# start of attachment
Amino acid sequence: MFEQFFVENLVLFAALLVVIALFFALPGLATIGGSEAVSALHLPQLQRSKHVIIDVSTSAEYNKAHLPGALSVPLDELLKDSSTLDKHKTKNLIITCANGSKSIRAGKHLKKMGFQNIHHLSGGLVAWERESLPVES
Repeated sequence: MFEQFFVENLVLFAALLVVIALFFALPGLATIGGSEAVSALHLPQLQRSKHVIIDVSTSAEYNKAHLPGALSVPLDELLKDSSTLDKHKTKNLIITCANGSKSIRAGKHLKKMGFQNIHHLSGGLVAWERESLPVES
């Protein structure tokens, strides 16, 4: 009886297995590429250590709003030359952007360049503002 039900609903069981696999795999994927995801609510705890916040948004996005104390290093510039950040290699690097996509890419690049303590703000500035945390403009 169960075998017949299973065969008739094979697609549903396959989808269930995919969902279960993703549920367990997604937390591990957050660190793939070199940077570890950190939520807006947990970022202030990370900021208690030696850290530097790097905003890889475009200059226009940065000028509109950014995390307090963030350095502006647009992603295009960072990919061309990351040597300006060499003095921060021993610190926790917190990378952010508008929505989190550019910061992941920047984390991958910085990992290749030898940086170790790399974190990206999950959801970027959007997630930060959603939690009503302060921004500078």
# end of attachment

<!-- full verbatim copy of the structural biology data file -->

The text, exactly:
Amino acid sequence: MFEQFFVENLVLFAALLVVIALFFALPGLATIGGSEAVSALHLPQLQRSKHVIIDVSTSAEYNKAHLPGALSVPLDELLKDSSTLDKHKTKNLIITCANGSKSIRAGKHLKKMGFQNIHHLSGGLVAWERESLPVES
Repeated sequence: MFEQFFVENLVLFAALLVVIALFFALPGLATIGGSEAVSALHLPQLQRSKHVIIDVSTSAEYNKAHLPGALSVPLDELLKDSSTLDKHKTKNLIITCANGSKSIRAGKHLKKMGFQNIHHLSGGLVAWERESLPVES
């Protein structure tokens, strides 16, 4: 009886297995590429250590709003030359952007360049503002 039900609903069981696999795999994927995801609510705890916040948004996005104390290093510039950040290699690097996509890419690049303590703000500035945390403009 169960075998017949299973065969008739094979697609549903396959989808269930995919969902279960993703549920367990997604937390591990957050660190793939070199940077570890950190939520807006947990970022202030990370900021208690030696850290530097790097905003890889475009200059226009940065000028509109950014995390307090963030350095502006647009992603295009960072990919061309990351040597300006060499003095921060021993610190926790917190990378952010508008929505989190550019910061992941920047984390991958910085990992290749030898940086170790790399974190990206999950959801970027959007997630930060959603939690009503302060921004500078």